In 2016 McGregor will open a world-class arts space in Queen Elizabeth Olympic Park, Studio Wayne McGregor. The first arts organisation in the Park, it will be a home for Wayne McGregor, his company and collaborators, and a new resource for the arts and the communities of east London. Studio Wayne McGregor will support the full breadth of Wayne McGregor’s pioneering creative work, and support him in nurturing talent, releasing imagination and fuelling creativity within the arts and beyond. Studio Wayne McGregor will be a new model of practice committed to the intimate collaboration of art, technology, communities, enterprise and society. 

Adobe: Purple, 2 Red Browns, Ochre, 1958, forms part of one of Josef Albers most seminal series within his artistic oeuvre. The Adobe series, begun in 1947, demonstrates the convergence of Albers' exploration of colour theory and his background in design with influences from Mexican culture, all of which have come to be distinguishing aspects of Albers artistic practice.

In 1935, Albers took the first of many trips to Mexico and was greatly inspired by the colours, pre-Columbian architecture and sculpture that he saw there. These trips to Mexico had a profound effect upon his work, as he wrote to Nina and Wassily Kandinsky in 1936, “Mexico is truly the promised land of abstract art.” (Nicholas Fox Weber and Jessica Boissel, Josef Albers and Wassily Kandinsky: Friends in Exile: A Decade of Correspondence, 1929-1940, Manchester and New York 2010, pp. 87, 89, 91). Mexico confirmed Albers’ faith in the expressive power of colour and it was here that he returned to painting, significantly expanding his range of colour. Albers also drew inspiration from many of Mexico’s houses that were built from sun-dried bricks made of adobe clay, originally used by the native American Pueblo Indians, to produce the Adobe series.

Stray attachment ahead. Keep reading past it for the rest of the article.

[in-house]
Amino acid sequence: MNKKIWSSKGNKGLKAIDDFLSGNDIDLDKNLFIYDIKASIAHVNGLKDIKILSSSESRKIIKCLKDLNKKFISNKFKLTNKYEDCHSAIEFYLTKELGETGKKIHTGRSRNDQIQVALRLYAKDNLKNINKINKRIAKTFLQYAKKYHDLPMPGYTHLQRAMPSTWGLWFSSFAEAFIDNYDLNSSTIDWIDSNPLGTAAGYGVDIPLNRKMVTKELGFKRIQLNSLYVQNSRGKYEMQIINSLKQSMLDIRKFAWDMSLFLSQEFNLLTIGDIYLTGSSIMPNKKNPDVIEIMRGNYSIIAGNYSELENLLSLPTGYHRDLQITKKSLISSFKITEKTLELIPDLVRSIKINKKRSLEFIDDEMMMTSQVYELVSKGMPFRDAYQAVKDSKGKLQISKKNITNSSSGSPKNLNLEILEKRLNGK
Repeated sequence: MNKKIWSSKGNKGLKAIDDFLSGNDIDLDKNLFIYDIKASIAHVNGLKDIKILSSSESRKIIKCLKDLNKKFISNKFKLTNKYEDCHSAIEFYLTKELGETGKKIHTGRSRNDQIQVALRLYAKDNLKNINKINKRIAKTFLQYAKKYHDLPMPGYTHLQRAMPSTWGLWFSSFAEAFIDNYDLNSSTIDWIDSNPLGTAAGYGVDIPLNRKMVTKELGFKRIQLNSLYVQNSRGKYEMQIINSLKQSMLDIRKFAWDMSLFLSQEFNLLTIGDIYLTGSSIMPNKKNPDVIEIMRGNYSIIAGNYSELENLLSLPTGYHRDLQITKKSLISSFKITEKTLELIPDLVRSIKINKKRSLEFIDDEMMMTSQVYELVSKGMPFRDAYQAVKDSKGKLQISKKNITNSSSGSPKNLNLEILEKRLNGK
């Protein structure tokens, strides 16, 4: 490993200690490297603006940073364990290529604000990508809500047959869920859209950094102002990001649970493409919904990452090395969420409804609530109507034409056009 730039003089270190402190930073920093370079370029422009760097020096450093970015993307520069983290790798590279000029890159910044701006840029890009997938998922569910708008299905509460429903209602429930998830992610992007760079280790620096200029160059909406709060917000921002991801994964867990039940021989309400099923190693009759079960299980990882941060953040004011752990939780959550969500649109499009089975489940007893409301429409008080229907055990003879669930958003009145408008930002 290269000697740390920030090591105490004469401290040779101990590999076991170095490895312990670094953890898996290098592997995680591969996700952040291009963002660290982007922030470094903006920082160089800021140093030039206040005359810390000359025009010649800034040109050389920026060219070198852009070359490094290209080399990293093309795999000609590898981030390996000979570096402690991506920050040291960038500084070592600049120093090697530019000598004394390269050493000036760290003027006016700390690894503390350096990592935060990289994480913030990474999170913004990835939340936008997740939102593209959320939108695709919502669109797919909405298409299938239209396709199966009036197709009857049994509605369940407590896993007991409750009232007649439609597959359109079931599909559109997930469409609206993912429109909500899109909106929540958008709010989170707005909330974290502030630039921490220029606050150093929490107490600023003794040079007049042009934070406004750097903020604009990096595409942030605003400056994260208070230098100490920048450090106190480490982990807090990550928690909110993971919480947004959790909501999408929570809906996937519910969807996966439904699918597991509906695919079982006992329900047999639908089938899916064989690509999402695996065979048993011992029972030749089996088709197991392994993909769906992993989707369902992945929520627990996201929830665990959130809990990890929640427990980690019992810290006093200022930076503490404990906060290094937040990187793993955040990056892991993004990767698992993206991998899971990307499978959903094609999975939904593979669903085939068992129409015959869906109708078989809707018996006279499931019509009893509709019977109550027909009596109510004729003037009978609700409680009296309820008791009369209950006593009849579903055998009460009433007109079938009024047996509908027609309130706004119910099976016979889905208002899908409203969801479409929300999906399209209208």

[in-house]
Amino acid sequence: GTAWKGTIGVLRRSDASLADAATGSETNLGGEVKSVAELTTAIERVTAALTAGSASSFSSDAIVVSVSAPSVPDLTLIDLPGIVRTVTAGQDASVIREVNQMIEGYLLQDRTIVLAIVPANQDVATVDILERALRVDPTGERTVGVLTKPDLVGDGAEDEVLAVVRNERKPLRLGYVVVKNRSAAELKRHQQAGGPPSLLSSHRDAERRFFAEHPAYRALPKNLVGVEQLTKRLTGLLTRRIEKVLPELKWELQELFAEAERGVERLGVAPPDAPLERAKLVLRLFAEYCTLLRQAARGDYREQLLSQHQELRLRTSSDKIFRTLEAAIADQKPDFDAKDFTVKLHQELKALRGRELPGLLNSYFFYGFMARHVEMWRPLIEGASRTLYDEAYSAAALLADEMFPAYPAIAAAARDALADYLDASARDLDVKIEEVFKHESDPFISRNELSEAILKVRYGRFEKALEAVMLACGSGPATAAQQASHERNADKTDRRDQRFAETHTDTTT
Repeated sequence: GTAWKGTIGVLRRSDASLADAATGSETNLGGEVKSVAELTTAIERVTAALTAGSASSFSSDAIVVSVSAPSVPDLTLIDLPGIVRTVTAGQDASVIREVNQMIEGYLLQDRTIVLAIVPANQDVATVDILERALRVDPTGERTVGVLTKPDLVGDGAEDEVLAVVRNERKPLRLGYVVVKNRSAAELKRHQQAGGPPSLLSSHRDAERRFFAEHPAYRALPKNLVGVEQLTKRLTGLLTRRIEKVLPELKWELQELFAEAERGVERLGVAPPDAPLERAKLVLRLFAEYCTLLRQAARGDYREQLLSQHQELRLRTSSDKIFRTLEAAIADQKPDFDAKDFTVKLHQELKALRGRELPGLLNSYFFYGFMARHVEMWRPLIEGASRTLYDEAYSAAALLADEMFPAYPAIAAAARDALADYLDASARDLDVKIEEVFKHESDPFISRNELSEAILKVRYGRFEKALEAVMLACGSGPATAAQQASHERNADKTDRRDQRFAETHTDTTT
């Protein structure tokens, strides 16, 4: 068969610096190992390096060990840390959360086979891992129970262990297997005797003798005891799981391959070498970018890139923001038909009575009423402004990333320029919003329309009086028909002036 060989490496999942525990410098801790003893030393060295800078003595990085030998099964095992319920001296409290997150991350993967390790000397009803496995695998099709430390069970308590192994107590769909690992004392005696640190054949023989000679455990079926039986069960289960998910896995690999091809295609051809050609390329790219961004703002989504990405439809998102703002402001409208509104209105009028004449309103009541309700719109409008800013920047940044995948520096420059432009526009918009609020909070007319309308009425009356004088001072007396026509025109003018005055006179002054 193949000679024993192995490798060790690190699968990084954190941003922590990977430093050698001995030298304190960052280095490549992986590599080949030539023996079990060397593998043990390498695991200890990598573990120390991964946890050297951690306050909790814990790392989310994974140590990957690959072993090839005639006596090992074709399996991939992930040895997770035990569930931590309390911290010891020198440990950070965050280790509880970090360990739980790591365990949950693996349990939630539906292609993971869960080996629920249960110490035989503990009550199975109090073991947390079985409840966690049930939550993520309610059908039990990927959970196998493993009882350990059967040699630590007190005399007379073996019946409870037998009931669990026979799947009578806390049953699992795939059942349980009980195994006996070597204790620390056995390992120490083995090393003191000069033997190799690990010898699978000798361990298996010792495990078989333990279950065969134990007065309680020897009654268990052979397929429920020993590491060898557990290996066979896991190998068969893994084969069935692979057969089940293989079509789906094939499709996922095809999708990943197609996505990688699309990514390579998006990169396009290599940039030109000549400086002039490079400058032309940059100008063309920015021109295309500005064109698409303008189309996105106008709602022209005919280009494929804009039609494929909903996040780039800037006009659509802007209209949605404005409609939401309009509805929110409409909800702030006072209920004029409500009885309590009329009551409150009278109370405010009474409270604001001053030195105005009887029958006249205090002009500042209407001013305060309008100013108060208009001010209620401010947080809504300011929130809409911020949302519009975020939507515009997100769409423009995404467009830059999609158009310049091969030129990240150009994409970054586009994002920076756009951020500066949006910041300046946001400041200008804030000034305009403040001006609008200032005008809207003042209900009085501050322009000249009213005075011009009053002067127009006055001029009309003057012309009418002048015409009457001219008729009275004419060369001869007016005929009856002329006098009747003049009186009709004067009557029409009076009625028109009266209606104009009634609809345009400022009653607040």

Albers used the basic structure of the brick to build an underlying checkerboard-like pattern to provide a unification of form, whereby the individual square and oblong units permit a precise relationship of the areal quantities of the colours used. Through this series Albers investigated the effect of several pure, unmixed colours juxtaposed with one another. In his writings Albers describes how “the paint is applied with a palette knife directly from the tube to the panel, in one primary coat without under or over painting, without correction.” (Getulio Alviani, ed., Josef Albers, Milan 1988, p. 104). The purpose of these experiments was to see how colours affect one another according to the proportions and quantities used and how this then alters the way the viewer perceives its position in space. These experimentations and theories were then carried through to his later series, Homages to the Square.

Josef Albers was born in Bottrop, Germany and originally studied to become a teacher before studying art and entering the Bauhaus from 1920 to 1933. After immigrating to the United States in 1933, Albers taught at Black Mountain College, North Carolina and Yale University, New Haven, where he taught the likes of Robert Rauschenberg, Cy Twombly and Eva Hesse. Both a theoretician and a teacher, Albers was an important influence on generations of young artists. His experimentation with colour interaction and geometric shapes transformed the modern art scene and inspired movements such as Geometric Abstraction, Colour field painting and Op art.